The Canadian survey results raise some important questions. In this video Bill McFarland reflects on the caution signals around driving growth in today’s global marketplace, technological changes and innovation- and talent-related challenges.
Our survey found that 100% of Canadian CEOs are confident about the growth prospects of their organizations in the next three years. They rank new strategic alliances and joint ventures, collaboration with entrepreneurs and startups as important enablers of future growth and innovation. Geopolitical uncertainty is identified as the biggest risk to growth, with the majority of Canadian CEOs expressing concern over the emergence of protectionist attitudes.
Most CEOs believe technology will completely reshape their businesses over the next five years. Meanwhile, the speed of technological disruption and its threat to traditional business models seems to be less of an immediate concern for Canadian leaders. Canadian leaders don’t view the hiring of people with innovation skills as a top priority.
In the wake of these challenges, Canadian business leaders face some tough decisions which will set the stage for long-term prosperity for Canadians.
I think there's two trends, one that will impede in the shorter term is the rise of populism, which I worry about, the rise of people closing their borders to some degree. And then the second is the rise of disruptive technologies, which generally are a good thing for the world, but they can have an impact on employment in particular, as the technologies work through industries.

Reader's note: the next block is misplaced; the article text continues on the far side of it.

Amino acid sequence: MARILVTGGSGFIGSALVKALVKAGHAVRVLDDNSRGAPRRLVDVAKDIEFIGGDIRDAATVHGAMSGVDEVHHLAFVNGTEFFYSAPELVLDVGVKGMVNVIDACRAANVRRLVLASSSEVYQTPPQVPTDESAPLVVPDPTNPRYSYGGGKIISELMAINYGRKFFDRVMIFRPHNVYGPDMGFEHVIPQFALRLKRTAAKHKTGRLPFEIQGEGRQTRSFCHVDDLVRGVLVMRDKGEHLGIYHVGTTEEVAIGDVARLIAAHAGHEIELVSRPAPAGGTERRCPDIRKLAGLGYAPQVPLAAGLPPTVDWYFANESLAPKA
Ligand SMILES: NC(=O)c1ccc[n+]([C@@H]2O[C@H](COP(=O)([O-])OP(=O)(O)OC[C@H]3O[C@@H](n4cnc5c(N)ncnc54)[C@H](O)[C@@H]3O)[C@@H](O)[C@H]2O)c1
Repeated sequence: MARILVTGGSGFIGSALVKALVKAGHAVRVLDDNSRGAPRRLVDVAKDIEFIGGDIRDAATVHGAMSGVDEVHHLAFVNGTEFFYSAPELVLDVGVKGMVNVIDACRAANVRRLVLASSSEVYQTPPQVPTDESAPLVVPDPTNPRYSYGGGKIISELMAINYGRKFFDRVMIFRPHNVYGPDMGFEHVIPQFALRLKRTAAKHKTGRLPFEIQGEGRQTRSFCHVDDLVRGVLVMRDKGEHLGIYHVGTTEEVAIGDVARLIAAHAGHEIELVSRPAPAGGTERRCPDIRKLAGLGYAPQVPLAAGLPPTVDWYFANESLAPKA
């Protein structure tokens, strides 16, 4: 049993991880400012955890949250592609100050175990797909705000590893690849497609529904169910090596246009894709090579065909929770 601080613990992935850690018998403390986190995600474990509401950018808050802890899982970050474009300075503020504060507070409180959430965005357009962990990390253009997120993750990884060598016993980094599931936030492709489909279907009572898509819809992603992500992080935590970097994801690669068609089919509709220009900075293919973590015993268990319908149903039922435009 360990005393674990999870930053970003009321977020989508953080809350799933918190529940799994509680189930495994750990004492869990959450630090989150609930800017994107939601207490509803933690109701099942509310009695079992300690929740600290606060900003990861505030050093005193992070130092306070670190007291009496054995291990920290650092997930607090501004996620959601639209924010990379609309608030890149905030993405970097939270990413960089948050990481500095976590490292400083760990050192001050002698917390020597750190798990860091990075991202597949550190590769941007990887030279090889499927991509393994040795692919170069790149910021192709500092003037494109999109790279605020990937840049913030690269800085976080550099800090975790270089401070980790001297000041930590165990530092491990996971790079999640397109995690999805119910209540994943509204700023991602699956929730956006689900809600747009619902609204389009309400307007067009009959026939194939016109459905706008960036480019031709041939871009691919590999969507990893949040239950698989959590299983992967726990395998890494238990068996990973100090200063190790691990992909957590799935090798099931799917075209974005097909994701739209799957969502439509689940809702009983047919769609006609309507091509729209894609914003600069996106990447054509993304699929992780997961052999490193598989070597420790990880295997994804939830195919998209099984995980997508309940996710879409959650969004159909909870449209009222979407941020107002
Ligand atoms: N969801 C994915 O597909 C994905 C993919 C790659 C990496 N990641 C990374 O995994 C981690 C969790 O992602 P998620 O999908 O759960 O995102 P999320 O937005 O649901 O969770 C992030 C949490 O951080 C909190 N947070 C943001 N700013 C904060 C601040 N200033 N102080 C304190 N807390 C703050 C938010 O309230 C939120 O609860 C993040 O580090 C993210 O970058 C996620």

Mark Machin, President and CEO of Canada Pension Plan Investment Board (CPPIB), Canada
Mark was appointed President and CEO in June 2016, where he is responsible for leading CPP Investment Board and its investment activities. Mark joined CPPIB in 2012 as CPPIB’s first President for Asia.
Prior to joining CPPIB, Mark had a 20 year career at Goldman Sachs, where he was most recently Vice Chairman of Asia ex-Japan. Mark has been based in Asia for more than 20 years where, among other roles, he ran the Investment Banking Division of Goldman Sachs in Asia ex-Japan for six years.
Mark studied undergraduate and graduate medicine and holds a BA in Physiological Sciences from Oriel College, Oxford University and BM BChir from Downing College, Cambridge University.
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